On Monday, the Los Angeles Dodgers agreed to sign Marcus Thames to a one-year contract, and followed that up Tuesday by giving Gabe Kapler a minor league deal with an invitation to spring training. By signing two right-handed-hitting outfielders in the span of two days, the Dodgers have made their intentions for 2011 known loud and clear -- they're going to platoon.
General manager Ned Colletti told ESPNLA's Tony Jackson that Thames was signed because they "really needed him against left-handed pitching." The other candidates for playing time in left field are Jay Gibbons, Tony Gwynn Jr. and Xavier Paul, all of whom hit from the left side. By adding Thames, Colletti has created an opportunity for his team to run a platoon in left field, getting the left-right advantage on the starting pitcher in most games.
However, while platooning can be an effective way to get value from players with limited skills, the upside of a job share is often overstated. Too often, the focus is placed only on how each batter does against opposite-handed pitchers; you'll even frequently see people add these lines together to claim that the platoon is going to produce at a rate equal to one legitimately good hitter.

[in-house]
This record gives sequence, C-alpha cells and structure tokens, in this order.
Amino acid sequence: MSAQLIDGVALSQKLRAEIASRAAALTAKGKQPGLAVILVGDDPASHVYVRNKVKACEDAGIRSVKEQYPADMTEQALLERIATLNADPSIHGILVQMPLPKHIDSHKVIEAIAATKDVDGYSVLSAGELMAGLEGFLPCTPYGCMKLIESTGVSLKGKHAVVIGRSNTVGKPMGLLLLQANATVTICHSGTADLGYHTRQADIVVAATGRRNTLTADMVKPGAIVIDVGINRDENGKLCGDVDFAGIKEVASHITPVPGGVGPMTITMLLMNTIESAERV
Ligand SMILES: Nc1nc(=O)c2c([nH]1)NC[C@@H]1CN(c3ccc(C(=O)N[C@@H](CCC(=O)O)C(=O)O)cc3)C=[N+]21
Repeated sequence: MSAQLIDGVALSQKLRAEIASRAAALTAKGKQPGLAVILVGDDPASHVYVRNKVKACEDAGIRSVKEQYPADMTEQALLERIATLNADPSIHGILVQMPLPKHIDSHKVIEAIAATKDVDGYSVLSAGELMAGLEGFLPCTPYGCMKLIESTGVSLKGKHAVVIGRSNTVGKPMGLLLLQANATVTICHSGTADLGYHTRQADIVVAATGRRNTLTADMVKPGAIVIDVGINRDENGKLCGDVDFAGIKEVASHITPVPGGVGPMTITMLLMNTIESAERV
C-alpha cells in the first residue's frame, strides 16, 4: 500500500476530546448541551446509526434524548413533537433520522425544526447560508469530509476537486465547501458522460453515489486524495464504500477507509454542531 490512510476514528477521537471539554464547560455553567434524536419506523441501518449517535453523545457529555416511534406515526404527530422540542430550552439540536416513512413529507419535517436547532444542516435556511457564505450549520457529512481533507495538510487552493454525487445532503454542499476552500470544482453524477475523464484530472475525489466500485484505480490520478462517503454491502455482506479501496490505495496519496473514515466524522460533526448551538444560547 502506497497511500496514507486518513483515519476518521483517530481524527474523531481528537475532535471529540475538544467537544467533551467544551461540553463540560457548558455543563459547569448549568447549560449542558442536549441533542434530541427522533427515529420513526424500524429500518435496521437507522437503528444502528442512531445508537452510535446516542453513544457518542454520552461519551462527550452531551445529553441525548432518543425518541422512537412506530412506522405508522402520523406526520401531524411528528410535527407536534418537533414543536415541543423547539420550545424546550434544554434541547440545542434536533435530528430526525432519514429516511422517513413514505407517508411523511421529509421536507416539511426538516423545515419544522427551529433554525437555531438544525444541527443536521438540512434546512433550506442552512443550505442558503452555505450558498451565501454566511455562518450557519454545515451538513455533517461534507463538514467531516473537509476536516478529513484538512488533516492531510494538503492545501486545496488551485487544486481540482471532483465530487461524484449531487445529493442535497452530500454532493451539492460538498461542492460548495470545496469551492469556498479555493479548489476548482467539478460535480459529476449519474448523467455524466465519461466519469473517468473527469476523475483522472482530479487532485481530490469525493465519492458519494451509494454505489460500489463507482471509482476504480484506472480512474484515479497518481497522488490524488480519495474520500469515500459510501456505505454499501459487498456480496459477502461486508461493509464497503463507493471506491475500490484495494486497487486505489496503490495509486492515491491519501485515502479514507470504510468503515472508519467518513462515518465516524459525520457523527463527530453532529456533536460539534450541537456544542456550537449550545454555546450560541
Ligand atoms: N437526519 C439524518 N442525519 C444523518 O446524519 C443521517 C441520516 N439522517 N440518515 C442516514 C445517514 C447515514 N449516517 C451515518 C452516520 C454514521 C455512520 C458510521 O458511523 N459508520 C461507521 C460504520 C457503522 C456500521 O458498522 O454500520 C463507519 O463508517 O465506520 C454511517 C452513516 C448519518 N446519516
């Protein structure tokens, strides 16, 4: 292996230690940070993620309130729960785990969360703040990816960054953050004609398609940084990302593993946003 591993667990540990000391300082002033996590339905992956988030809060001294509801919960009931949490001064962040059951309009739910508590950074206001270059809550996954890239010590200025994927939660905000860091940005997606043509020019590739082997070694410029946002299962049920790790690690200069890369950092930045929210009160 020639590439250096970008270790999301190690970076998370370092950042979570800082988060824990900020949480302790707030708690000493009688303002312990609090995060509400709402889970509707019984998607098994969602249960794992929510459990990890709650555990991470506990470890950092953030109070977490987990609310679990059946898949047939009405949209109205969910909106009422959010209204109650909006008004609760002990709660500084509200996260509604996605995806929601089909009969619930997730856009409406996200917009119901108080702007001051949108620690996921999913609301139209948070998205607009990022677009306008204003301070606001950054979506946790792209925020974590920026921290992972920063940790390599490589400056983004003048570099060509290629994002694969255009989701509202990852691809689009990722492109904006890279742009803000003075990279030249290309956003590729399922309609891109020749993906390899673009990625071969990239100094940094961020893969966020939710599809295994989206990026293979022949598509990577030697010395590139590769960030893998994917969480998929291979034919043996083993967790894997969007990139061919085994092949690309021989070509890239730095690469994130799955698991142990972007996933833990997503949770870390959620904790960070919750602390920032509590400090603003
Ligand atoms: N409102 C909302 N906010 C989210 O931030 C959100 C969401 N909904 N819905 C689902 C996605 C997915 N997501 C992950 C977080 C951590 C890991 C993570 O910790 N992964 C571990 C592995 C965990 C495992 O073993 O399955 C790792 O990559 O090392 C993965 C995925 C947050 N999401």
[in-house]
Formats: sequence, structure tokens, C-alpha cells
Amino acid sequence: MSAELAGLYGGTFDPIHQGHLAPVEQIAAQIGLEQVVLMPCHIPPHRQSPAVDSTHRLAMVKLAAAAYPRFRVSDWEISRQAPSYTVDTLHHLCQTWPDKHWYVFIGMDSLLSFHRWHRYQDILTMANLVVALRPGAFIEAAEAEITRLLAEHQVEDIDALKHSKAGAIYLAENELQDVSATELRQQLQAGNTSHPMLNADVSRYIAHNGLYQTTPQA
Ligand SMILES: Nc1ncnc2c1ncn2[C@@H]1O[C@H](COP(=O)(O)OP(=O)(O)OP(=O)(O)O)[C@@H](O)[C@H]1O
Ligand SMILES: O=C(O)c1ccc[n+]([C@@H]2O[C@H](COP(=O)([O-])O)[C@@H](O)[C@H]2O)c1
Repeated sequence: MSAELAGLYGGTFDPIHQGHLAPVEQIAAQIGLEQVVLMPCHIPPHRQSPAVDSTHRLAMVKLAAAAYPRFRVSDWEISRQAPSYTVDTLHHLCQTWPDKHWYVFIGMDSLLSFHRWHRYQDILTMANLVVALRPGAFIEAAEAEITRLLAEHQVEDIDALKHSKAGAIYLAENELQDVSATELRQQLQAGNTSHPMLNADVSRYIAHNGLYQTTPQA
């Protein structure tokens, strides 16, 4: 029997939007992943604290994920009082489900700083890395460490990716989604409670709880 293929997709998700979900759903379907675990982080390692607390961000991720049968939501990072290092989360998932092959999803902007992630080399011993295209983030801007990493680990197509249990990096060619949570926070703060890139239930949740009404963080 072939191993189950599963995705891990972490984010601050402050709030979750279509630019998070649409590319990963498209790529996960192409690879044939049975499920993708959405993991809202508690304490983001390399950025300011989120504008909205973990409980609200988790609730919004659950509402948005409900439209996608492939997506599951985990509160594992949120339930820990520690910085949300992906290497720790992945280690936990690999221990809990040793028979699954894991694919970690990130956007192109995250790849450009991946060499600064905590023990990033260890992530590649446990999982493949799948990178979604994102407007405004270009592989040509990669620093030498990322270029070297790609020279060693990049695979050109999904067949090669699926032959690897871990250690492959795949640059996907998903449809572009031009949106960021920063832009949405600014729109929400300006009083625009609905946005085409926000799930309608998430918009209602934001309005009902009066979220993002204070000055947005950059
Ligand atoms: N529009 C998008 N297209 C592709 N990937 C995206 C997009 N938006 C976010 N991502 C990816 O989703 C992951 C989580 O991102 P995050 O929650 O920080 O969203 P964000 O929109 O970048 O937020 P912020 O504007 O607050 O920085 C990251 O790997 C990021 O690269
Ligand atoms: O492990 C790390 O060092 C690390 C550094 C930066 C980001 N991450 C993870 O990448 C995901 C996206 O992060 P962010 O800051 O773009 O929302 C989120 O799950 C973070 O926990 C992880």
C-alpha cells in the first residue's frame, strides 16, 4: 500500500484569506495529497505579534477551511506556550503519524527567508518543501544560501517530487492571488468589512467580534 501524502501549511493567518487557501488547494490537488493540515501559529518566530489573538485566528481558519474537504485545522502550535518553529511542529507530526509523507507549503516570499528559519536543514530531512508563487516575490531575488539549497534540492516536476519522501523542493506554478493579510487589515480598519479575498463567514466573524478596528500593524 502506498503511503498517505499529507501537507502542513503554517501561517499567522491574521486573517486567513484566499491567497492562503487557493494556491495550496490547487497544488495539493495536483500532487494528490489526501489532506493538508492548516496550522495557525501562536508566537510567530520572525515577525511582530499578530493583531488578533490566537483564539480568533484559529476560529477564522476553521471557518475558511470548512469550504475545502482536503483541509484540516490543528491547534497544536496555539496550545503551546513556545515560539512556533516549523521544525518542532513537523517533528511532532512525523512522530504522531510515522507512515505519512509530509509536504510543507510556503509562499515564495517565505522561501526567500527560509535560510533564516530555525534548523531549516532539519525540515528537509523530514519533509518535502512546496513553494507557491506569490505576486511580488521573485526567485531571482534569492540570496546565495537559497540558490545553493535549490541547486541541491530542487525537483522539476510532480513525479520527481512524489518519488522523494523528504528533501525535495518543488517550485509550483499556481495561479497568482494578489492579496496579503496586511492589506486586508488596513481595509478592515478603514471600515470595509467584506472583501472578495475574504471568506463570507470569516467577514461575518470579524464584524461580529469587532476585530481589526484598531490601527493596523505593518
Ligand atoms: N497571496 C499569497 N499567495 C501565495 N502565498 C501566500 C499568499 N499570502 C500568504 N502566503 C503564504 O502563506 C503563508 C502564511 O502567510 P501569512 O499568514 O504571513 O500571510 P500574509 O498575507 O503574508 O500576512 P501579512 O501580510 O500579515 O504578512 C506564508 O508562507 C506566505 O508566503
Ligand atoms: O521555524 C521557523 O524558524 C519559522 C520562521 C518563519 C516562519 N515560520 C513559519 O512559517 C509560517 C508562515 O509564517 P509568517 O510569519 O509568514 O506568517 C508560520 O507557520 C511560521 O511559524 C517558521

Since 2002, Gibbons has hit .263/.322/.465 against right-handed pitching, good for a 107 wRC+ (meaning he's been 7 percent better than average against RHPs). Against lefties, Thames has hit .264/.333/.505, good for a 119 wRC+. If you combine those lines (giving Gibbons the majority of the playing time, since the left-handed portion of the platoon gets more at-bats), the result is a 110 wRC+, which is essentially equal to the career production of Vernon Wells. That's not bad for just a few million bucks, right?
The problem is that it rarely actually works out this way.